I'm not in Kansas anymore. However, I sure like where my house landed.

Saturday, September 5, 2015

The POWER of a PLN

Recently, I asked a question of one of my Voxer groups...a valued and trusted part of my PLN. The response and subsequent conversation was incredible. In fact, we are still in the middle of the discussion.

This experience caused me to reflect on the power of having a PLN. I have many different groups of educators in my PLN. This particular group of teachers all started off in 5th grade, yet despite a few grade level moves and one cross-country move, we continue to connect. They are: Jess-a 5th grade teacher from Chicago (@JessLif), Rob-a 5th grade teacher from NY (@Mr_U79), Rosy-a 5th grade teacher recently transplanted to Delaware (@rosy_burke), Cara-a former 5th, now 4th grade teacher from Kansas City (@cahillcara) and me...who recently made a job switch to 6th ELA in middle school. Quite an eclectic bunch, yet a close-knit and friendly bunch.

Today was a question about writers notebooks, reading response journals and/or iPads. My students will be 1:1 iPads, and I wanted advice about whether to use them for all writing or not. After this thoughtful discussion, I have a better understanding of the benefits and limitations of both tools, and I have a plan. Change is always a little scary, and hardly ever gets going without a hitch. Good educators question and seek advice on best practice. They reach out, as I did.

My PLN was there for me today.

I have another incredible PLN of Minnesota educators, who connect via Voxer. My "besties" Kim (@khurdhorst) and Jenny (@JennyWamsley), incredible principals like Brad (@GustafsonBrad), Mark (@PrincipalFrech), Dawn (@dawnbrown11), Jen (@jenhegna), Sharon (@SharonHendrix1), Tech leaders like Chris (@TurnbullChris), Leslie (@LPralleKeehn) and Andrea (@halversonandrea) and fellow teachers Kory (@korytellers) and Sarah (@SarahBosche1). We chat about life as MN educators, often discussing current issues and sharing ideas and accomplishments.

Then, there are my Twitter chat PLNs: #tlap, #5thchat, #6thchat, #sstlap, #satchatwc, #titletalk, #whatisschool, and most recently #2ndaryela and #ditchbook. Led by some of the greatest educators/authors/speakers and game-changers in the field of education, and joined by incredible educators from all over the globe, these chats push me and inspire me.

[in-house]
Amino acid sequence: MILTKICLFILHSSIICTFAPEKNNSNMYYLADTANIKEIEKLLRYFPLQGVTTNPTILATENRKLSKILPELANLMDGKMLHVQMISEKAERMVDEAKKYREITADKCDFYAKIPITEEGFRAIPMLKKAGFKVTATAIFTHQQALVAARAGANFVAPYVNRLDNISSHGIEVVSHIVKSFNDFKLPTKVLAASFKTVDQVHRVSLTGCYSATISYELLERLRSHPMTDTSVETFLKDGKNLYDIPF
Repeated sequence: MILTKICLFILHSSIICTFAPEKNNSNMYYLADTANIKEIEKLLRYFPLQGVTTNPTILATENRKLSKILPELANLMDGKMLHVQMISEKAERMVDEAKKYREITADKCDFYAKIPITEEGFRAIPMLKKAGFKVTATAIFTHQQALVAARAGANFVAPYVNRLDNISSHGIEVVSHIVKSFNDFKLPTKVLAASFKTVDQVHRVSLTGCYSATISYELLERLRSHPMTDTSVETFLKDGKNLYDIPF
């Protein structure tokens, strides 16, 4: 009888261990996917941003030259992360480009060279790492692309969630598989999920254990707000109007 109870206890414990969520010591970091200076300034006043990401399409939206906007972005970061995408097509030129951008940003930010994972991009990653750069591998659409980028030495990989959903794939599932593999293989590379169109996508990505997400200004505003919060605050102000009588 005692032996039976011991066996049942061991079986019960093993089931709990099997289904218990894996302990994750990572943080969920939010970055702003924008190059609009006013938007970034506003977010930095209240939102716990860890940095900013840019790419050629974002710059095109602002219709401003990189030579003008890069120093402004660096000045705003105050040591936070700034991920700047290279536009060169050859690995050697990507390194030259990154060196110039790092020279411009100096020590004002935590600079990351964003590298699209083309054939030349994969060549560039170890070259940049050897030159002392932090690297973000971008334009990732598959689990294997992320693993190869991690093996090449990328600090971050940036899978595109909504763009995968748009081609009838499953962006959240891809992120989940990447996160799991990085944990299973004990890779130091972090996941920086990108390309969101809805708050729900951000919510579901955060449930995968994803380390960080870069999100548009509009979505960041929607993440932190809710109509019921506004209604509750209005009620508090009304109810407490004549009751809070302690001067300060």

My PLN has expanded with a couple of new and exciting additions: Facebook groups. I feel lucky to connect with other like-minded educators in FB communities such as Notice & Note, 7th-9th grade ELA Teachers, and Kelly Gallagher Inspired Teachers. Members of these groups ask questions, share resources, vent, and seek advice. There is no hierarchy in this group. No fees collected. Just open, generous, incredibly knowledgeable educators with shared goals. These teachers want what's best for their students and know that more heads are better than one.

Of course, there is my new group of 16 teachers (including me) on my 6th grade middle school team. This is my daily face-to-face PLN. Except for one of us, Leona (@luinien), we all came from elementary. It's our first time at the middle school rodeo, and we will need each other for support, laughter, some tears, and camaraderie.

I am a better teacher because of the POWER of my PLN

I'm Ready For My Students

I'm ready for my students.

I'm done organizing and arranging my new classroom.

                                       My books are ready to be read.
                    My graffiti wall is ready for metallic penned book quotes.
                    My Wonder Wall is ready for questions and inquiry.
                    My door is ready to display students' summer reading.
                    My circle of tables/chairs is ready for discussions.
                    My counter is ready for the picture book read-aloud display.
                    My heart and mind are ready for their joys and struggles, their laughter,
                    their insight, their teaching, their stories, their hopes and their dreams.

      My classroom is not complete without my students.

      I'm ready for them.

      I'm ready for it to become OUR classroom.